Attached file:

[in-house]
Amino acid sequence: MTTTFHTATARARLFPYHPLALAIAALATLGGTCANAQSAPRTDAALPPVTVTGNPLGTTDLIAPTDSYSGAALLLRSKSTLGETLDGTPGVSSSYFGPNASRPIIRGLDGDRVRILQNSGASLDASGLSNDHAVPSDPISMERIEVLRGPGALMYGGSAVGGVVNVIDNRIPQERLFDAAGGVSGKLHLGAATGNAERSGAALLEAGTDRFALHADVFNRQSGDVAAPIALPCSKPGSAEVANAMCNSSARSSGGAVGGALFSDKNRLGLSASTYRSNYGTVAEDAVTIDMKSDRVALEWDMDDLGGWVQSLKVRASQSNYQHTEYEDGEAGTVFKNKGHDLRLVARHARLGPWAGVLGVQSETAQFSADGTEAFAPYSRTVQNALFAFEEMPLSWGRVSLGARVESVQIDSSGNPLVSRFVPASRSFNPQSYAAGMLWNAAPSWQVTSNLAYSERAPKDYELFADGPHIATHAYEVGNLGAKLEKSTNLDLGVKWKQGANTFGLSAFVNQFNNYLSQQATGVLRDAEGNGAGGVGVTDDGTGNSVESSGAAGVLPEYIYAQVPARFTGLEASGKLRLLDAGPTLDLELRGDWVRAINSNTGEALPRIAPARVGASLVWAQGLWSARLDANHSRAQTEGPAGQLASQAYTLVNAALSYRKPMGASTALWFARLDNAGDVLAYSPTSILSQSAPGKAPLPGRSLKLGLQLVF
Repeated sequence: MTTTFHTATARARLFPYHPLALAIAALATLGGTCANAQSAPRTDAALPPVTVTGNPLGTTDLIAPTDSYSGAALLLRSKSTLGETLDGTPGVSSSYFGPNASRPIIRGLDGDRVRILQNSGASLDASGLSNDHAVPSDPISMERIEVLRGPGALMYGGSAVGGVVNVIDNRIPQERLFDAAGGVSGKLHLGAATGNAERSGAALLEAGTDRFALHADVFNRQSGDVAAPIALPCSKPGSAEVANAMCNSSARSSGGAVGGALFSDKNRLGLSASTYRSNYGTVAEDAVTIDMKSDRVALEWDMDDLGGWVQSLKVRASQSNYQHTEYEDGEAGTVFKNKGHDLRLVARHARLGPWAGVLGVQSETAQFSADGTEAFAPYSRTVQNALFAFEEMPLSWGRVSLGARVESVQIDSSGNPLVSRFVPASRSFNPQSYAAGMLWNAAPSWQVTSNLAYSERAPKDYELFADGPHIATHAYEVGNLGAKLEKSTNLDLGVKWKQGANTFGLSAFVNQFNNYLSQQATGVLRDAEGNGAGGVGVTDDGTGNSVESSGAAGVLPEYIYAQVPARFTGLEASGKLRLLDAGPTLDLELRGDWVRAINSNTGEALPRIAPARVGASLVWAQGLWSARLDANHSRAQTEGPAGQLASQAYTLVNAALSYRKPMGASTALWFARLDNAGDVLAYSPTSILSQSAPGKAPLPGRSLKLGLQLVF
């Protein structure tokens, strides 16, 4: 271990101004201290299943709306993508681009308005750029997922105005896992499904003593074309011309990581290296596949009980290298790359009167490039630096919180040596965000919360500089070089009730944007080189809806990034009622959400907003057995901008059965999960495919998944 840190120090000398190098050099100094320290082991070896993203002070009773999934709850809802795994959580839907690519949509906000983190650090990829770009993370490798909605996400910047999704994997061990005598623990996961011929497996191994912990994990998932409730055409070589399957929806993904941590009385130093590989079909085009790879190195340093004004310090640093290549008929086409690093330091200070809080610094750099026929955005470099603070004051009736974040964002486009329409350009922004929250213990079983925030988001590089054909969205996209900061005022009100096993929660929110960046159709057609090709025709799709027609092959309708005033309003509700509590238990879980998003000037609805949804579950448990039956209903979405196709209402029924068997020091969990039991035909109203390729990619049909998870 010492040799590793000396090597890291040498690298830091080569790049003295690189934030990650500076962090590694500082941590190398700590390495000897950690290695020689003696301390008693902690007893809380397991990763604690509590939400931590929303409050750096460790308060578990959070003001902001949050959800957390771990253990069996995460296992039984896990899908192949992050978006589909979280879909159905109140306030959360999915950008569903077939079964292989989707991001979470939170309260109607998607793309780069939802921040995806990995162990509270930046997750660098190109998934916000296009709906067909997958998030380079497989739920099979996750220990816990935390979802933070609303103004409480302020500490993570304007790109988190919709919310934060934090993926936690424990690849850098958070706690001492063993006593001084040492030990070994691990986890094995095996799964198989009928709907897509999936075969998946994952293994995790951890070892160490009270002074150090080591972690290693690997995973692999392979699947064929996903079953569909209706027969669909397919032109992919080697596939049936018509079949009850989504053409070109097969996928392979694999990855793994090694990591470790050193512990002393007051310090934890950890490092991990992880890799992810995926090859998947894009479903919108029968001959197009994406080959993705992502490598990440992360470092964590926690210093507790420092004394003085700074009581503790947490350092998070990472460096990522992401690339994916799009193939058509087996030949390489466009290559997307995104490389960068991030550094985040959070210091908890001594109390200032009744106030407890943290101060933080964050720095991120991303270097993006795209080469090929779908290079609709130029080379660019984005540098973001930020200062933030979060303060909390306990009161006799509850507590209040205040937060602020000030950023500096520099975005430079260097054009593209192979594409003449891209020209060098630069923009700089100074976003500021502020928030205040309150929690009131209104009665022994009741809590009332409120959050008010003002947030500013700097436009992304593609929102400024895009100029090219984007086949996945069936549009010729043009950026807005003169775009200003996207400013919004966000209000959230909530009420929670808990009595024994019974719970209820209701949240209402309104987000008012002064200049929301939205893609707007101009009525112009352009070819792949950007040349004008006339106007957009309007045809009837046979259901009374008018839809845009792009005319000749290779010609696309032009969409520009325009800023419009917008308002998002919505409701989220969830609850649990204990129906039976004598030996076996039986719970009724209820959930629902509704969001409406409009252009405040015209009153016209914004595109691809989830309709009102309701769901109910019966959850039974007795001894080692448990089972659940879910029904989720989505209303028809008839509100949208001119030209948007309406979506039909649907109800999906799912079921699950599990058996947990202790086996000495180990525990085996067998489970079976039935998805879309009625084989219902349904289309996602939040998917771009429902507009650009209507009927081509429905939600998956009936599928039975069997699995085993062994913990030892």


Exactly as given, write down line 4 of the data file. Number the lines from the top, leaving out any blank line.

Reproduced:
């Protein structure tokens, strides 16, 4: 271990101004201290299943709306993508681009308005750029997922105005896992499904003593074309011309990581290296596949009980290298790359009167490039630096919180040596965000919360500089070089009730944007080189809806990034009622959400907003057995901008059965999960495919998944 840190120090000398190098050099100094320290082991070896993203002070009773999934709850809802795994959580839907690519949509906000983190650090990829770009993370490798909605996400910047999704994997061990005598623990996961011929497996191994912990994990998932409730055409070589399957929806993904941590009385130093590989079909085009790879190195340093004004310090640093290549008929086409690093330091200070809080610094750099026929955005470099603070004051009736974040964002486009329409350009922004929250213990079983925030988001590089054909969205996209900061005022009100096993929660929110960046159709057609090709025709799709027609092959309708005033309003509700509590238990879980998003000037609805949804579950448990039956209903979405196709209402029924068997020091969990039991035909109203390729990619049909998870 010492040799590793000396090597890291040498690298830091080569790049003295690189934030990650500076962090590694500082941590190398700590390495000897950690290695020689003696301390008693902690007893809380397991990763604690509590939400931590929303409050750096460790308060578990959070003001902001949050959800957390771990253990069996995460296992039984896990899908192949992050978006589909979280879909159905109140306030959360999915950008569903077939079964292989989707991001979470939170309260109607998607793309780069939802921040995806990995162990509270930046997750660098190109998934916000296009709906067909997958998030380079497989739920099979996750220990816990935390979802933070609303103004409480302020500490993570304007790109988190919709919310934060934090993926936690424990690849850098958070706690001492063993006593001084040492030990070994691990986890094995095996799964198989009928709907897509999936075969998946994952293994995790951890070892160490009270002074150090080591972690290693690997995973692999392979699947064929996903079953569909209706027969669909397919032109992919080697596939049936018509079949009850989504053409070109097969996928392979694999990855793994090694990591470790050193512990002393007051310090934890950890490092991990992880890799992810995926090859998947894009479903919108029968001959197009994406080959993705992502490598990440992360470092964590926690210093507790420092004394003085700074009581503790947490350092998070990472460096990522992401690339994916799009193939058509087996030949390489466009290559997307995104490389960068991030550094985040959070210091908890001594109390200032009744106030407890943290101060933080964050720095991120991303270097993006795209080469090929779908290079609709130029080379660019984005540098973001930020200062933030979060303060909390306990009161006799509850507590209040205040937060602020000030950023500096520099975005430079260097054009593209192979594409003449891209020209060098630069923009700089100074976003500021502020928030205040309150929690009131209104009665022994009741809590009332409120959050008010003002947030500013700097436009992304593609929102400024895009100029090219984007086949996945069936549009010729043009950026807005003169775009200003996207400013919004966000209000959230909530009420929670808990009595024994019974719970209820209701949240209402309104987000008012002064200049929301939205893609707007101009009525112009352009070819792949950007040349004008006339106007957009309007045809009837046979259901009374008018839809845009792009005319000749290779010609696309032009969409520009325009800023419009917008308002998002919505409701989220969830609850649990204990129906039976004598030996076996039986719970009724209820959930629902509704969001409406409009252009405040015209009153016209914004595109691809989830309709009102309701769901109910019966959850039974007795001894080692448990089972659940879910029904989720989505209303028809008839509100949208001119030209948007309406979506039909649907109800999906799912079921699950599990058996947990202790086996000495180990525990085996067998489970079976039935998805879309009625084989219902349904289309996602939040998917771009429902507009650009209507009927081509429905939600998956009936599928039975069997699995085993062994913990030892």